A black musician and a white driver become friends during a music tour in the Deep South. I tend to have a level of apprehension towards movies that follow a model similar to Green Book. While I can acknowledge filmmakers’ hearts being in the right place, strong performances, and the general concept of kindness and acceptance being an overall good thing, it sometimes comes with a sense of smugness and tired plot contrivances. Green Book defies all expectations, as it takes all the right turns and never feels lost. It’s maybe one of my happiest surprises of 2018 because the film feels like a warm hug while managing to pack in timely themes, and rich characters.
As the marketing indicates, this film is inspired by a true friendship, and as corny as that can sound, and as exaggerated as some aspects of the story may be, here’s a film that knows what it wants to do, and doesn’t feel overly manufactured to accomplish its goals. I’d have to believe this is why Viggo Mortensen and Mahershala Ali would sign onto this project. Two great actors can make a meal out of the characters they must portray, but their talent must also extend to the film’s craftier moments. The way Green Book subverts certain familiar moments is a testament to why the film is so successful as a light but affecting, racially-conscious comedy-drama.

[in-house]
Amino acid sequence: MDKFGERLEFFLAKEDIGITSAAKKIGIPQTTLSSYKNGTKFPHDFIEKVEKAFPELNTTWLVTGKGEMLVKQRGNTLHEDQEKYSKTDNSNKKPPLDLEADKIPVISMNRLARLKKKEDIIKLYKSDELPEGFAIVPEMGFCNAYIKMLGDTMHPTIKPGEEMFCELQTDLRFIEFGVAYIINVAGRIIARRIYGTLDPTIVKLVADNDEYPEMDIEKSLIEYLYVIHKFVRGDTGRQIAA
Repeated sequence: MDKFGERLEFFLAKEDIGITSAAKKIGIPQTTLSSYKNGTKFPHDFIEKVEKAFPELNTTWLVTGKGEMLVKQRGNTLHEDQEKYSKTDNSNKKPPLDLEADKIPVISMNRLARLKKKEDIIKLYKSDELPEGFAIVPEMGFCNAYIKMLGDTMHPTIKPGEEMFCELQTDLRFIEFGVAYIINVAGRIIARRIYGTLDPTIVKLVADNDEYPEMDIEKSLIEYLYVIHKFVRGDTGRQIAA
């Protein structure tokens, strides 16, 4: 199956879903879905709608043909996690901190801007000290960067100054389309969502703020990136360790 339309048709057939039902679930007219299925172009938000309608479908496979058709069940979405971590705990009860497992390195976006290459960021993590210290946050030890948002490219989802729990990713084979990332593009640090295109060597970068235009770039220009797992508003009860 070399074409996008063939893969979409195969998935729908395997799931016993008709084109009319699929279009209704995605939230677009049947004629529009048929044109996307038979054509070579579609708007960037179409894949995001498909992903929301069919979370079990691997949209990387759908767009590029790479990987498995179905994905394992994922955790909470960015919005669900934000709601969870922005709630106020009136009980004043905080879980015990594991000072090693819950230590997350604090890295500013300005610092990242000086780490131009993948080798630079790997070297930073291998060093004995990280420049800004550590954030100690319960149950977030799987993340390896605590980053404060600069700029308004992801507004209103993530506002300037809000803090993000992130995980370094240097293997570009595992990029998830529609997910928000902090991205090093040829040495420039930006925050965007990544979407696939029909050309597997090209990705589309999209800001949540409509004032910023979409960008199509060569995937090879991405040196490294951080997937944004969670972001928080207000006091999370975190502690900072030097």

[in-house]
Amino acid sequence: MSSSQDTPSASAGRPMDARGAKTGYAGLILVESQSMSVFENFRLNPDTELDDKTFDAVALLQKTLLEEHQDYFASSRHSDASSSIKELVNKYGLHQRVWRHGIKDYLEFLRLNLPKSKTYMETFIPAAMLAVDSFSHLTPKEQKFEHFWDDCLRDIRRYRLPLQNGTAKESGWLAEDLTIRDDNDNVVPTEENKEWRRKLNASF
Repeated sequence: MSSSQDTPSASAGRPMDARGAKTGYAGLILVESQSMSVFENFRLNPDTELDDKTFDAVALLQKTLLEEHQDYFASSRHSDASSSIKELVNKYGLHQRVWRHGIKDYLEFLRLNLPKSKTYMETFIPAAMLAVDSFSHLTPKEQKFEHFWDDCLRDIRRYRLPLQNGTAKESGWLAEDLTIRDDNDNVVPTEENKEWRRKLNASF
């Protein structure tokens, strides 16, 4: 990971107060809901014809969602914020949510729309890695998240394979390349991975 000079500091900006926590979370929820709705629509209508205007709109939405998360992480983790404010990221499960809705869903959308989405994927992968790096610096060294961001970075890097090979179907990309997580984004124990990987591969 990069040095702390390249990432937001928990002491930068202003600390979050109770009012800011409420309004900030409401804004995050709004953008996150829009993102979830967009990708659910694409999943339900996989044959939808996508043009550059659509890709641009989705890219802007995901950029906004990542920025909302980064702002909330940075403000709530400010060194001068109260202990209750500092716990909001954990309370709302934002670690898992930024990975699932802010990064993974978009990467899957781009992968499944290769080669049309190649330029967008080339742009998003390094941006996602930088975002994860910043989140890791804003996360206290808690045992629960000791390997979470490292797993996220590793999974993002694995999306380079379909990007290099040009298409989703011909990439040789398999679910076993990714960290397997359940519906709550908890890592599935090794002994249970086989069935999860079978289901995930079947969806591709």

Mortensen stars as Tony Vellelonga (or Tony Lip), an Italian nightclub bouncer in 1960s New York. Tony is married (Linda Cardellini co-stars as his wife Delores), has a few kids, and prides himself on being “the best bullshitter” around. When the club he works for has to close down for a couple of months’ worth of renovations, he finds himself recommended for a position as a driver and assistant to jazz pianist Dr. Don Shirley (Ali). Dr. Shirley sees the value of having a man like Tony chauffeuring him around the Deep South, but the larger discover is the friendship that forms between the two of them.
The film’s title refers to “The Negro Motorist Green Book,” a segregation-era guidebook that helped black people learn which areas they would need to contend with when it came to Jim Crow laws. Tony is given one to aid him as a chauffeur, and while we see him flip through it at certain points of the film, Green Book wisely avoids having a complete discussion about it. That’s not to say the movie avoids a passionate argument about race at a critical moment (in the rain, no less), but there’s a lot to take from the other ways Green Book approaches the race conversation.
Reversing the roles is a huge step. The setup of this film features a white, city-living family man doing what he can to provide for his family. Meanwhile, Dr. Shirley is a black man living a privileged life. He’s well-educated and lives a pampered lifestyle above Carnegie Hall. Tony is perplexed by the various things Dr. Shirley is not familiar with, such as never having eaten fried chicken and the music of other famous black artists of the time. Dr. Shirley does his best to help Tony become a bit more of a gentleman. Still, while both characters soften towards each other, it’s not as if either of these grown men goes through massive character changes, because they are already adults with plenty of life experience.